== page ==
The annual Skagit Valley Tulip Festival reigns in western Washington, but for how much longer will the flowers grow?
By David Laskin
No matter how many times you've been here, no matter how many photographs you've seen, that first glimpse is always a shock. Beyond the sprawl of Seattle and the surrounding rich farmland, after the blur of freeway and the reassuring stillness of country road, the tulip fields appear as a sudden, brilliant mirage: a perfect stripe of lipstick-red half a mile long rolling east toward the ragged Cascade Mountains, then a swath of purple, a smoky lilac, and another line of lipstick. As you get closer, you see that each stripe is composed of a single variety of tulip, tens of thousands of blooms for every block of color.
In the Skagit River Valley of western Washington, just an hour north of Seattle and a bit more south of Vancouver, the annual explosion of tulips is a big deal and the accompanying tulip festival big business, drawing 300,000 to 400,000 visitors to barbecues and musical performances, art shows and walking tours. The hundreds of acres of riotous blooms, however, are the main draw, transforming this part of the Pacific Northwest into a little bit of Holland.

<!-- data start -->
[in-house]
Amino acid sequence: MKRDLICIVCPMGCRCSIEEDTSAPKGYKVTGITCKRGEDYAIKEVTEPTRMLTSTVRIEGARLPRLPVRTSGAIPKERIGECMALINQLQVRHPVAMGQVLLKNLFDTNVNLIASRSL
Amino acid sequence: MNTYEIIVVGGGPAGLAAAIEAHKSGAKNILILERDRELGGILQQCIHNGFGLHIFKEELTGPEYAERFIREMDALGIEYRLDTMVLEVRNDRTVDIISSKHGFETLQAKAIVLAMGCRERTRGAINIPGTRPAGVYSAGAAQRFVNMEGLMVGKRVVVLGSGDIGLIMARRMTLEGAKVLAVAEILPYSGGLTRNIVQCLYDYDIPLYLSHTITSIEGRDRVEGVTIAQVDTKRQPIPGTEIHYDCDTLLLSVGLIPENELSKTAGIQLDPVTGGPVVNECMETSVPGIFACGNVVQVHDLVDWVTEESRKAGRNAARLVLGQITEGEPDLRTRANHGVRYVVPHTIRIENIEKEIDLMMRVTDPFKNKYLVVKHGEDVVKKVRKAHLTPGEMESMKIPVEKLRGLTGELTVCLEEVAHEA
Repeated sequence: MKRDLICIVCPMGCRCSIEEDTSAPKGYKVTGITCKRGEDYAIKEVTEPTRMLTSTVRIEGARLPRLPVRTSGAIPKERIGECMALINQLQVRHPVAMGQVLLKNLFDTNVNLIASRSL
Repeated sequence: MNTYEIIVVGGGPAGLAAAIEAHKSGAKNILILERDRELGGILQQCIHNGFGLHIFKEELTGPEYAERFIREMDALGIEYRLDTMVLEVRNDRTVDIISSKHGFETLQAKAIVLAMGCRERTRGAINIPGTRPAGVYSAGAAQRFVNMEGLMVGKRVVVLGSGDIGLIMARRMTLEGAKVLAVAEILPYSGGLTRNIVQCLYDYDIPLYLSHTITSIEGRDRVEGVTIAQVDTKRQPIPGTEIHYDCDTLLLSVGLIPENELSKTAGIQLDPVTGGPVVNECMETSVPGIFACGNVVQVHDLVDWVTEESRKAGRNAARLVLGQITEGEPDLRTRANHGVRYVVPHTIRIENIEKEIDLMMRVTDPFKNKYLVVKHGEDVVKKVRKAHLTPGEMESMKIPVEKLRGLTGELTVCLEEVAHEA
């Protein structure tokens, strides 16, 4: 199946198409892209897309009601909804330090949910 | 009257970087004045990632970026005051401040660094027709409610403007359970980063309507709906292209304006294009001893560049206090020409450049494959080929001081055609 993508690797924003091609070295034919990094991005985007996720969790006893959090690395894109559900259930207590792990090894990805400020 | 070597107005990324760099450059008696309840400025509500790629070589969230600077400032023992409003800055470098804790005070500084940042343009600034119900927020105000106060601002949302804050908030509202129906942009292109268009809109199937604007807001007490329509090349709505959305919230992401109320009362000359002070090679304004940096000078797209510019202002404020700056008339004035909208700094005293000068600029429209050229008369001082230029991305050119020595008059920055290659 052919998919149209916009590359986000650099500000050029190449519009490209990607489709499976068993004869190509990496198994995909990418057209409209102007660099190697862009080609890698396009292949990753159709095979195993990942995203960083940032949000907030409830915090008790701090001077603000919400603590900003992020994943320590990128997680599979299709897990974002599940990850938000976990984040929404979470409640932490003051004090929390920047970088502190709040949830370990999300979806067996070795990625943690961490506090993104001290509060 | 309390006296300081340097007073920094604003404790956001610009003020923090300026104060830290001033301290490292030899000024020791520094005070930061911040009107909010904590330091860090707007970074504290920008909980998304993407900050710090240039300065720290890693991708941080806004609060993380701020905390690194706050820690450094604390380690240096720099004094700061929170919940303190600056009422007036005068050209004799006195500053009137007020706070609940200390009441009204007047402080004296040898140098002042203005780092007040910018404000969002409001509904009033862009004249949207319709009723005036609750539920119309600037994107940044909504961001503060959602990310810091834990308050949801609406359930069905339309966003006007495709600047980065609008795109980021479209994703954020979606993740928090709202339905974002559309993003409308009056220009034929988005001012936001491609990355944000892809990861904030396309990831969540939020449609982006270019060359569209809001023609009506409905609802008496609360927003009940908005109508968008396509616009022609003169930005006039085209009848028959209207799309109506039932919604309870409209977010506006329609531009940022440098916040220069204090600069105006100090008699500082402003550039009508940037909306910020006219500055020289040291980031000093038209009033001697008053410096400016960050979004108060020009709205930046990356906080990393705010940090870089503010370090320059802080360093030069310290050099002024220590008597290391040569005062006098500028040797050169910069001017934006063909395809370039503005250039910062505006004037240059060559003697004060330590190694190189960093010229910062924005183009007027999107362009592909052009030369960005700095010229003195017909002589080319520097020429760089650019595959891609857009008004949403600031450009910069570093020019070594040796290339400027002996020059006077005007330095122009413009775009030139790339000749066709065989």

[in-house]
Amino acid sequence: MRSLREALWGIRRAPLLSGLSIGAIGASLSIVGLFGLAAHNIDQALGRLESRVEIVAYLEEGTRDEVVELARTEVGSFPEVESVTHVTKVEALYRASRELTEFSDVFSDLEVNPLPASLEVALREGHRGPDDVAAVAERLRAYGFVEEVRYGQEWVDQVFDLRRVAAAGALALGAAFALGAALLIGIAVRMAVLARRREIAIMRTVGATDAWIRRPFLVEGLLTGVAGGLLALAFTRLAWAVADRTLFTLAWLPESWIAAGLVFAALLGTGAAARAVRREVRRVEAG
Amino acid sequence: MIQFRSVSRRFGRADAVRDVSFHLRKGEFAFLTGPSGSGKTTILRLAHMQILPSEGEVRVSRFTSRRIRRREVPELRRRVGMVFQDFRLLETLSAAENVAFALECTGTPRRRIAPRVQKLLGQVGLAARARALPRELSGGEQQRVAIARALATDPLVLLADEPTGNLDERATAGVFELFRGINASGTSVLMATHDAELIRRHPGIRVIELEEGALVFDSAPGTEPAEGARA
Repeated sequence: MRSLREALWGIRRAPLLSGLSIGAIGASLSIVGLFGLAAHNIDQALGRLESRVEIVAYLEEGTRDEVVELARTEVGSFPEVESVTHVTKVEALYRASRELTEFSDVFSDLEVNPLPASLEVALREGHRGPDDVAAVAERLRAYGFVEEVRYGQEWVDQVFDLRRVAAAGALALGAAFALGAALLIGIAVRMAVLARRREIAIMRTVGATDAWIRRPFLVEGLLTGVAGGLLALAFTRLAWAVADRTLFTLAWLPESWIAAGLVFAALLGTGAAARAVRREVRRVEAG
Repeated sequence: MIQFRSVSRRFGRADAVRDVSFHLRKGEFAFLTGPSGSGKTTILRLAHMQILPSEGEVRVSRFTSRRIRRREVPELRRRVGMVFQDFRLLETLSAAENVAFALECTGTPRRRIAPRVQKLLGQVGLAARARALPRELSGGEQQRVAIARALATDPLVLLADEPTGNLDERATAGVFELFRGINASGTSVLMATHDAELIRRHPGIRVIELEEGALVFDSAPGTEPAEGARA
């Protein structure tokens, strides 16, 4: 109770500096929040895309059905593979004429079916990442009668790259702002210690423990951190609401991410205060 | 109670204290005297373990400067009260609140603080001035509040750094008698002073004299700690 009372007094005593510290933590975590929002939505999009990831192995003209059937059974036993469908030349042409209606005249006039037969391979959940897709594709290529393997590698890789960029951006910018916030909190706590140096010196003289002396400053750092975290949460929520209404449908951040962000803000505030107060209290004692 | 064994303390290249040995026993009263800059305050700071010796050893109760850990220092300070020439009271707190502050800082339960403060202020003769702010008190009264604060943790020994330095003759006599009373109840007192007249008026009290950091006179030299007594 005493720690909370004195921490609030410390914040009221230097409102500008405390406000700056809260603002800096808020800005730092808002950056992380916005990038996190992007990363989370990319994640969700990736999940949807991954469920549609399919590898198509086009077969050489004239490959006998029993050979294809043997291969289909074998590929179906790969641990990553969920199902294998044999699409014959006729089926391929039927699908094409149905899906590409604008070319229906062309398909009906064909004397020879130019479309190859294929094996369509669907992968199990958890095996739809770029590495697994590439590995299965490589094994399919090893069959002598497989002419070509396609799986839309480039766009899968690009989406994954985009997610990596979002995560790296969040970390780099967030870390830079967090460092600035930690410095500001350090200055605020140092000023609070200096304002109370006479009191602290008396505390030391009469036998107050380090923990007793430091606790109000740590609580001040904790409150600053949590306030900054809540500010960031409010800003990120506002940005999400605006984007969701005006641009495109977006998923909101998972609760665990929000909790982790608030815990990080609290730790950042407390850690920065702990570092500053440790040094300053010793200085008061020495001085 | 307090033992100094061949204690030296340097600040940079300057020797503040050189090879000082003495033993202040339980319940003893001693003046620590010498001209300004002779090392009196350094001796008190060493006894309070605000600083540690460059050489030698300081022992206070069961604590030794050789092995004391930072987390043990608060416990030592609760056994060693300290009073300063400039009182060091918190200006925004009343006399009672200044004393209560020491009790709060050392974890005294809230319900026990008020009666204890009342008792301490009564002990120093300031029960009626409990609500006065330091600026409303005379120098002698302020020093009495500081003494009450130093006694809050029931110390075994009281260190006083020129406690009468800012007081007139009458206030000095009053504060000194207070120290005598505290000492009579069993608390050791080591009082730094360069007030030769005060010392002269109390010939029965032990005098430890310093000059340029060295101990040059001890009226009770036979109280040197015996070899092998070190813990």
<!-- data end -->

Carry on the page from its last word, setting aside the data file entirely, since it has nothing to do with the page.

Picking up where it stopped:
Jeanette DeGoede, a robust grandmother who with her husband, Tom, runs one of the last remaining tulip farms in the valley, smiles when she remembers how it all got going. "Back in the 1960s, we were pretty much stone-broke trying to make a living selling bulbs," she says, gazing out her office window on a rainy morning in mid-March. "I was out picking one day when these people drove by and asked if they could walk in the fields. We had some planks down—that was the only way to get across the drainage ditches. They saw the trays of flowers I was picking to sell wholesale and asked if they could buy them. I sold five trays."
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